You look at the poster for Second Act - Jennifer Lopez looking snazzy and self-satisfied against a Manhattan skyline - and assume the worst: Surely Peter Segal's film is going to be some mawkish J-Lo vehicle about a plucky Latino Cinderella who shakes up the corporate stiffs and finds love on the way.

Admirably, this comedy drama almost lures you into thinking it you have it all sussed, only to undergo a rather interesting change in register in its, eh, second act that takes it into more robust waters.

Shaking off the ignominy of 2015's shambolic The Boy Next Door, Lopez is fresh-faced and earthy as Maya, a talented supermarket manageress who has hit the glass ceiling due to not having a college degree.

After concerned friends tamper with her CV, she finds herself getting a top consultancy job on Madison Avenue.

Competition is provided by Zoe (Vanessa Hudgens), the daughter of Treat Williams's CEO, who doesn't take kindly to Maya's sudden arrival at the top of the ladder.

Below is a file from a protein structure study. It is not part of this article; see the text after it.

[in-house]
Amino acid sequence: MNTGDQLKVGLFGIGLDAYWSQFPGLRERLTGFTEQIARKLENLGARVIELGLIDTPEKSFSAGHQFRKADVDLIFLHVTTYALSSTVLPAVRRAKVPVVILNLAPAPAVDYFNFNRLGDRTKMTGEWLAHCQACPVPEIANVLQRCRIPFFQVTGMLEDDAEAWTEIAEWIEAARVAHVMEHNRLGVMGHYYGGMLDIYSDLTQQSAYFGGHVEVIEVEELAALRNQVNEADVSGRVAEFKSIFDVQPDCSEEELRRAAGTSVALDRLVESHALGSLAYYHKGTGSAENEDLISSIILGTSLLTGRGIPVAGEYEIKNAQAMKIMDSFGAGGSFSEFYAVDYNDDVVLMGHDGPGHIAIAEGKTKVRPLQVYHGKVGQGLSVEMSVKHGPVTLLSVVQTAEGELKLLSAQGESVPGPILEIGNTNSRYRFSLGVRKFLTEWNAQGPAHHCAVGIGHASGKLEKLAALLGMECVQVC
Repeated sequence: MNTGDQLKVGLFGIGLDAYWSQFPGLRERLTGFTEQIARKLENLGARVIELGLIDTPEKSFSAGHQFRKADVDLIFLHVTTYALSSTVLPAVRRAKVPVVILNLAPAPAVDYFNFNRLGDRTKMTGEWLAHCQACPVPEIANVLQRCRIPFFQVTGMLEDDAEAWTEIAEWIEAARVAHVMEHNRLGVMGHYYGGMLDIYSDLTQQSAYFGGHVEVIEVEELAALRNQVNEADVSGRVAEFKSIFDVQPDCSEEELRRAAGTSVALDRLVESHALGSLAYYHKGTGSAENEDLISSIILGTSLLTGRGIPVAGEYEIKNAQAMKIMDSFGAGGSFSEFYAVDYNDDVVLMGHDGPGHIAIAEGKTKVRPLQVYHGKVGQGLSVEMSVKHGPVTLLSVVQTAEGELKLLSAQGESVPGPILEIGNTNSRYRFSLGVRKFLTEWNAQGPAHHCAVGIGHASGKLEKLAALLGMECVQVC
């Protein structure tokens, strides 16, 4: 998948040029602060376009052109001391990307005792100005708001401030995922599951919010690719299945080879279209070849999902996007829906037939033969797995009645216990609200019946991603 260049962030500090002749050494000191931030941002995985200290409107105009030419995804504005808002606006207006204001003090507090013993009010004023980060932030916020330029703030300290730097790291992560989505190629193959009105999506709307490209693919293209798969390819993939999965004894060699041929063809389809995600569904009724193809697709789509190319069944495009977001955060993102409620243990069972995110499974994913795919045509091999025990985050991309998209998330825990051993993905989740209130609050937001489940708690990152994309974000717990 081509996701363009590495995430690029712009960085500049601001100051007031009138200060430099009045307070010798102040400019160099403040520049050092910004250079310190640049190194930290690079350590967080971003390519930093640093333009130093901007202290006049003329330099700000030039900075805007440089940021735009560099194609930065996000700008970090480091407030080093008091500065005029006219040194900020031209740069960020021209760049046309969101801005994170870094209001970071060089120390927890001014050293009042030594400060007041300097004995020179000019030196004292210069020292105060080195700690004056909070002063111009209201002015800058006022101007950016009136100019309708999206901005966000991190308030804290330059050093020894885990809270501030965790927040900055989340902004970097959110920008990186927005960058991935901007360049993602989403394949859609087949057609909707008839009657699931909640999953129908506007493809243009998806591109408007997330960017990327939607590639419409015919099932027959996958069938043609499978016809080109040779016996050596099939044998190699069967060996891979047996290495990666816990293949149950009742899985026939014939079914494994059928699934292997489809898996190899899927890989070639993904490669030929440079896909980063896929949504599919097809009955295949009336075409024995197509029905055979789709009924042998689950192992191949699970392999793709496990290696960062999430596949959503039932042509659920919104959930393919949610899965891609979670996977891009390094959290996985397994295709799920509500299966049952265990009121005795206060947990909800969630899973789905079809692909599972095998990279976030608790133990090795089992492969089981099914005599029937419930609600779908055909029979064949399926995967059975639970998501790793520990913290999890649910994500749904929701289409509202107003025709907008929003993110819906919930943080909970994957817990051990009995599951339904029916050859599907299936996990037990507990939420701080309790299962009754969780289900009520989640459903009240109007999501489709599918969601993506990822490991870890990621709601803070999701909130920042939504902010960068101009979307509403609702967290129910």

The obvious dramatic arc is for Maya to forget her blue-collar roots and support network back in Queens, before coming to her senses and remembering what matters. But while there's a bit of that all right, Second Act has a more surprising plot strand that gives the entire thing backbone. Yes, it has its share of cringe and cheesy dialogue, but for the most part this really is perfectly serviceable fare for a distracting January evening out.

★★★ Hilary A White

 

Beautiful Boy

Cert: 15A; Now showing

Addiction, to anything, is a torment for the addict and for those who love them. As a teenager in San Francisco, Nic Sheff became addicted to crystal meth, and his family, especially his father David, worked tirelessly to help him. But you cannot help someone until they want to be helped and addiction can be a downward spiral, a groundhog day of hope and despair for years.